Yeah. Well, again, that was where I had to capitalize on six years of podcasting. And that was really what was the amalgam of everything that I had learned. So I have that benefit of experience. If you’re starting new, all I can do is tell you I’m speaking from experience, and this is what you’re going to learn if you try to do things half past or if you try to take shortcuts my first podcast wasn’t good. It was terrible. I remember the first episode we recorded from a noisy bar. It was a beer theme podcast. So we were probably given a little bit of leeway. But we’re in a noisy bar. We didn’t edit. I don’t even think we knew how to throw theme music on it. I don’t even know if we put theme music. I think we just threw it out on the Internet as it was. No, again, as you learn these things over the years, you realize that I look back and like, that was probably the worst listener experience in the world. No wonder it didn’t grow. When I coach people now, I can tell them these are the mistakes I made. Learn from my past. Don’t do this. Do this instead, and you’re going to be in a much better place. But really, what it comes down to is setting those expectations upfront and looking at your schedule and saying, okay, I have X, Y, and Z to do every week. How does podcasting fit into that equation? How much time can I dedicate to this? If you can only dedicate 2 hours a week to your podcast, don’t do a two hour show. I was at Podcast Movement back in August of 2021, and me and a buddy and I were talking to another kid who just couldn’t. He couldn’t grasp that. He kept saying, well, my show has to be that long. We’re like, no, it doesn’t. It does not. If you don’t have the time. He couldn’t get it. And that’s what we were saying, that you have to make sure that it fits into your life so you don’t inconvenience yourself to the point that you do burn out. As we talked about before, podcasting can’t become a chore. Because if it’s a chore, it’s easy to move it down the priority list until eventually it falls off podcasting. Same thing. If you’re trying to work in ten interviews a week and you don’t have the time for that and it’s interfering with other projects, it’s very easy to start saying, Well, I’m not going to do interviews anymore or showing up to the interviews and not providing value and really just wasting everyone’s time, including your own. So realistic expectations upfront are huge.

Exactly. One of the things that I do that I love to get your feedback on is that, like, everybody, right? I have the scheduling calendars, and so what I do is I set up very specific windows of time for podcast recording. Because I think initially what I did was I just opened up my whole calendar and I was recording stuff here and there like all over the place. And I was the proverbial whirling dervish.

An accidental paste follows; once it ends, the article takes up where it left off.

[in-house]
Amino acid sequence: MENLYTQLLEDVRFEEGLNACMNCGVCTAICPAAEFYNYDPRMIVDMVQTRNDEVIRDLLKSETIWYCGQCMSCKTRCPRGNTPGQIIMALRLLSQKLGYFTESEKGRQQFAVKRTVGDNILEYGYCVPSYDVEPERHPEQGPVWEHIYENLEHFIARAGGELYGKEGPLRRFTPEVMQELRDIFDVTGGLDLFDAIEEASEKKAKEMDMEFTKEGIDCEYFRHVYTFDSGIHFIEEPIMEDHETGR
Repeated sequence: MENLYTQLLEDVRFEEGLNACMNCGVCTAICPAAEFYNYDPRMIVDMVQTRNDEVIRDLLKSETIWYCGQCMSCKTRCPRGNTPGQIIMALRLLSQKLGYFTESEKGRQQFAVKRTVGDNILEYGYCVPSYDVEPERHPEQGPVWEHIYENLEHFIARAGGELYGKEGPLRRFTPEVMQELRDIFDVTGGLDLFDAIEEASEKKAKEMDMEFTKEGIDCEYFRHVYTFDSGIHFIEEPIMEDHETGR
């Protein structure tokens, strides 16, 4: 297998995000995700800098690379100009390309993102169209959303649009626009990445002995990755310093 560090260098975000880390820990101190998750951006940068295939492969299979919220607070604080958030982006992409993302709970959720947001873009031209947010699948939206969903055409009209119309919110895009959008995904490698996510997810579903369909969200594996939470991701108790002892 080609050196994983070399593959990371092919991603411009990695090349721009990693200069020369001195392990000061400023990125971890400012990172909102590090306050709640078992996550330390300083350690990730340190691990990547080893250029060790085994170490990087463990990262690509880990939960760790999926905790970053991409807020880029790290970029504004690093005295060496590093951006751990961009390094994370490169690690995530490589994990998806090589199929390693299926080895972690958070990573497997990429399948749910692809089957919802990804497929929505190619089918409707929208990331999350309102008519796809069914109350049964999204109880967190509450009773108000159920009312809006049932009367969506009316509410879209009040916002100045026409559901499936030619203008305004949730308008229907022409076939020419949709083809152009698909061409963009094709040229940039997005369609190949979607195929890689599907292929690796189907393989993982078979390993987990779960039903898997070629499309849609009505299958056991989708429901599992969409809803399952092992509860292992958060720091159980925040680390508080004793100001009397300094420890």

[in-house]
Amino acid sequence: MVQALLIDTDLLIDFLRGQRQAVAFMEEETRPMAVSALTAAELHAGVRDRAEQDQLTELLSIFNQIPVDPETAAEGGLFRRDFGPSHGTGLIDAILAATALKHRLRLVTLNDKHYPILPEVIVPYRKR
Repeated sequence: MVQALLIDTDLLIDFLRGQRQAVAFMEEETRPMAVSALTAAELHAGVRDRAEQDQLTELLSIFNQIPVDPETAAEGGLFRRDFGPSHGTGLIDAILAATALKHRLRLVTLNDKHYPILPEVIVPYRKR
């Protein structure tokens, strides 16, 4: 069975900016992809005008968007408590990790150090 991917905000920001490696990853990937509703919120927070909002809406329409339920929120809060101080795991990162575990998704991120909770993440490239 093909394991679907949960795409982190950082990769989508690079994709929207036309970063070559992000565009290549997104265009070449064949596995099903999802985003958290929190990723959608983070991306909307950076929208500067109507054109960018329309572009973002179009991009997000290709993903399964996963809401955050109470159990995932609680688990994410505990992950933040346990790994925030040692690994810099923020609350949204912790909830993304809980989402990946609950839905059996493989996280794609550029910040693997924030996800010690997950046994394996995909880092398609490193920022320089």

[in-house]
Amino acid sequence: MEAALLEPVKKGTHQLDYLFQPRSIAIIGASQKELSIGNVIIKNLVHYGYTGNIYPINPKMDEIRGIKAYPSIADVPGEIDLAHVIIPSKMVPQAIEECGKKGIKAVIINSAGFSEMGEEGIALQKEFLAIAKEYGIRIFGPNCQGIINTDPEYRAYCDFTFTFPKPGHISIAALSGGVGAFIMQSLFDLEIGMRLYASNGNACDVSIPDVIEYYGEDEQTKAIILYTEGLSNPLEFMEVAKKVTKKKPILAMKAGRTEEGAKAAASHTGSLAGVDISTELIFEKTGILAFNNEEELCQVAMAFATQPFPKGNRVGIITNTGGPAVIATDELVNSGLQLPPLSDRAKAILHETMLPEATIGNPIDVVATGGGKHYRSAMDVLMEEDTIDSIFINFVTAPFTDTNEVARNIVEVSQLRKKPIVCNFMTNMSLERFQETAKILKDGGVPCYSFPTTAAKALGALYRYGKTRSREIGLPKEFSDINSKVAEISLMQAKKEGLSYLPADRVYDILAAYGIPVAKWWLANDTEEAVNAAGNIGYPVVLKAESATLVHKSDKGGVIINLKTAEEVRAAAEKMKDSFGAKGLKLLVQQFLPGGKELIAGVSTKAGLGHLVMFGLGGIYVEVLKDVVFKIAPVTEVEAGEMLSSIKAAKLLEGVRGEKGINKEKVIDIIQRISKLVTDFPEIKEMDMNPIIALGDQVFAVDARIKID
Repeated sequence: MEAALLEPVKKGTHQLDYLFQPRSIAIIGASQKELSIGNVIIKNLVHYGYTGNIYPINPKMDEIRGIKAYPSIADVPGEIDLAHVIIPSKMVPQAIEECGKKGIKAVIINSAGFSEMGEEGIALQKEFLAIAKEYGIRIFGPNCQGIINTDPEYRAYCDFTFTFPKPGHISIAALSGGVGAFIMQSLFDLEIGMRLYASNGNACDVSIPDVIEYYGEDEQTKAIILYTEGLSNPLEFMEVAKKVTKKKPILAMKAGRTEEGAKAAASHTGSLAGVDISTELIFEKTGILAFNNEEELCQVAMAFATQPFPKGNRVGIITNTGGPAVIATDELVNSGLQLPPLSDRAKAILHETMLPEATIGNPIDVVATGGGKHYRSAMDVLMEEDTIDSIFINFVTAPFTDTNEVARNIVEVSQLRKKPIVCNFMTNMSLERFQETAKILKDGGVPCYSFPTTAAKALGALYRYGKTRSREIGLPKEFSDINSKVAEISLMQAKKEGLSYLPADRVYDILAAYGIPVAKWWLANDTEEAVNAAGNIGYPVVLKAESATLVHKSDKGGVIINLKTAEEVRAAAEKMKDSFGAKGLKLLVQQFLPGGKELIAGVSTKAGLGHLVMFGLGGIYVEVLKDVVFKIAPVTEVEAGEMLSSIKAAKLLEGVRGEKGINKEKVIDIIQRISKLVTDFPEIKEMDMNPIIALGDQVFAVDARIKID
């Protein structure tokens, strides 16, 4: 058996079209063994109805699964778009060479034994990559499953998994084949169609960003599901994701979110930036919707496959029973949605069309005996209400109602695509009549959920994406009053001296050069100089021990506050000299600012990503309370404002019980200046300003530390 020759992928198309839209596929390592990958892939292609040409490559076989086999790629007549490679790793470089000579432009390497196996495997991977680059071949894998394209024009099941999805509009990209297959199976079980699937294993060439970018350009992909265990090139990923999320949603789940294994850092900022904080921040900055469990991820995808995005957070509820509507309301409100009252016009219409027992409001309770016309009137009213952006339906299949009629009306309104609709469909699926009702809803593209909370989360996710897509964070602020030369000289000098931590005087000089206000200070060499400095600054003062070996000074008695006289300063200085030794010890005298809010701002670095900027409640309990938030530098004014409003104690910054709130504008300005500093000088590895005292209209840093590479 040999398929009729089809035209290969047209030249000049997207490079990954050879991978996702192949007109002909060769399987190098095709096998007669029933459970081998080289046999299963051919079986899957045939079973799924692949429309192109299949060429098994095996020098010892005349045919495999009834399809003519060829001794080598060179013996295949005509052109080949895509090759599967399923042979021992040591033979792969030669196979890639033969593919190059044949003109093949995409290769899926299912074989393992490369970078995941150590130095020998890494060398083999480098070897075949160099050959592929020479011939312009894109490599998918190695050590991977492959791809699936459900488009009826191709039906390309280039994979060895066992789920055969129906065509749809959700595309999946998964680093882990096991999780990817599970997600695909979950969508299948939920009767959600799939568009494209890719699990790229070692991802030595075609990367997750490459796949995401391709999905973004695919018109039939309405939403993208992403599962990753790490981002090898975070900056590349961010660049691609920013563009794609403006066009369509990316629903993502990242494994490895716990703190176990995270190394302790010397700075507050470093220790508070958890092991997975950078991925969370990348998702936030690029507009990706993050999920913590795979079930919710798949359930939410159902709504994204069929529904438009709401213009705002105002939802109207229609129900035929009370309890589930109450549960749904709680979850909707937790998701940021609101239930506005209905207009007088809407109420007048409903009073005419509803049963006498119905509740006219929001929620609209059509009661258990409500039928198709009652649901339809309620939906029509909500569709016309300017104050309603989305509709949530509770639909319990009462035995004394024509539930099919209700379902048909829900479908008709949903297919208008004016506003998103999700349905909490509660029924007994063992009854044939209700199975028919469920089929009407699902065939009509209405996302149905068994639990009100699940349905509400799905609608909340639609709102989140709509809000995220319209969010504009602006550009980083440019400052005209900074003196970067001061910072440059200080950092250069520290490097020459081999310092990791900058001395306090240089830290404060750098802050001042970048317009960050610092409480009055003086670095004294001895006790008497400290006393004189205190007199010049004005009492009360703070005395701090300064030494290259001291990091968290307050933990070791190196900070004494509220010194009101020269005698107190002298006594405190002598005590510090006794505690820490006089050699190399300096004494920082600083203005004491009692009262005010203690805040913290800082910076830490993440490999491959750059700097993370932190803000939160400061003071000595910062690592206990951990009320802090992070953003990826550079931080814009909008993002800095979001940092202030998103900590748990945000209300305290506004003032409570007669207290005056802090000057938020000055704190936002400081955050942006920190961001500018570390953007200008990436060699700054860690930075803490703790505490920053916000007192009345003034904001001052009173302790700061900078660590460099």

You’re doing that too.

Yeah, exactly. Set specific time windows. These are what I’m going to guess these are what I’m going to host. Maybe they’re the same time windows, but basically just use something like Calendly or I think HubSpot has a pretty good scheduling app in it too, but just set very specific time windows and then focus your interviews to those time windows. I found that that works beautifully because then I just have a kind of mental note, okay, this is my podcast time and that’s how I budget my week.

What you’ll find? I do that, too. My interview times I used to do Tuesdays as evolution of brand was growing, I would leave Tuesdays open. That was my recording day. Eleven to seven was available. And what ended up happening was I’d fill those days. I never filled it 100%, but I’d get like six interviews, which was great for me. I’m batching content. But now it got to a point where I was so far ahead. I had people that were coming on to interview and then I’d be like, gosh, this is going to go out in four months.

Backlogged out five months.

Yes. As the backlog kept growing, I said to myself, okay, there’s got to be some changes here because that’s not fair. You can’t do an interview today, have it come out in six months, and have it be the same. Your message could have changed. It may still be the same, but there’s still some intricacies of that interview that have probably changed in that time frame. So I shifted my recording day to Mondays. I do three at a max, and now I’m going to do two episode releases a week. To me, that’s growth. That’s progress. Obviously, there’s demand to be a part of the show. So let me accommodate and make sure that everybody is getting what they came for from the guest site. Expressed interest. I get them out. I’m going to get their interview out there in a relatively fast time. But I will say yes. Another good tip for anybody. Podcasting. Make it easy for people to book. Have a calendar page, have something that’s low cost, but people can go to it. You can create an intake form so they can provide you with some questions so you can learn about them and build your show format so you don’t fly blind and you can block time when it’s convenient for you. So you don’t burn yourself out because, yeah, you experienced, Doug. You put five days out there. People are going to take advantage of that. And I was in your recording every day and it’s like, what? It all falls apart.